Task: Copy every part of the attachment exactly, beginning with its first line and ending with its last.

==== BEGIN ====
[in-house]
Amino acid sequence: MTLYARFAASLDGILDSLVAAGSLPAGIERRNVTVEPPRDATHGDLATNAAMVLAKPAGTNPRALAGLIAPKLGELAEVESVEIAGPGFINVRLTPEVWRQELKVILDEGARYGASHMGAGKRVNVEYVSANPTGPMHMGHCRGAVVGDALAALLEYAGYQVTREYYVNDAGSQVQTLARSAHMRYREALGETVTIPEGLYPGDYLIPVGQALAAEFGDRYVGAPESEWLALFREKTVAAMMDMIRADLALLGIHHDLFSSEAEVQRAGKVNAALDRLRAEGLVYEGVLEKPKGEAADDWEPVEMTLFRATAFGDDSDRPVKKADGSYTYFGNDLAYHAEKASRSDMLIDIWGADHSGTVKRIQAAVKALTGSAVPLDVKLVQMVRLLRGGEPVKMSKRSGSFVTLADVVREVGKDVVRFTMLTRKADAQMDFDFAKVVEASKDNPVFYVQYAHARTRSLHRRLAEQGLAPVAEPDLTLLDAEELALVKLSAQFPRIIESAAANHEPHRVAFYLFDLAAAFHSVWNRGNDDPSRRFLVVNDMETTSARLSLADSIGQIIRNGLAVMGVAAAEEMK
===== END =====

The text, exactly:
[in-house]
Amino acid sequence: MTLYARFAASLDGILDSLVAAGSLPAGIERRNVTVEPPRDATHGDLATNAAMVLAKPAGTNPRALAGLIAPKLGELAEVESVEIAGPGFINVRLTPEVWRQELKVILDEGARYGASHMGAGKRVNVEYVSANPTGPMHMGHCRGAVVGDALAALLEYAGYQVTREYYVNDAGSQVQTLARSAHMRYREALGETVTIPEGLYPGDYLIPVGQALAAEFGDRYVGAPESEWLALFREKTVAAMMDMIRADLALLGIHHDLFSSEAEVQRAGKVNAALDRLRAEGLVYEGVLEKPKGEAADDWEPVEMTLFRATAFGDDSDRPVKKADGSYTYFGNDLAYHAEKASRSDMLIDIWGADHSGTVKRIQAAVKALTGSAVPLDVKLVQMVRLLRGGEPVKMSKRSGSFVTLADVVREVGKDVVRFTMLTRKADAQMDFDFAKVVEASKDNPVFYVQYAHARTRSLHRRLAEQGLAPVAEPDLTLLDAEELALVKLSAQFPRIIESAAANHEPHRVAFYLFDLAAAFHSVWNRGNDDPSRRFLVVNDMETTSARLSLADSIGQIIRNGLAVMGVAAAEEMK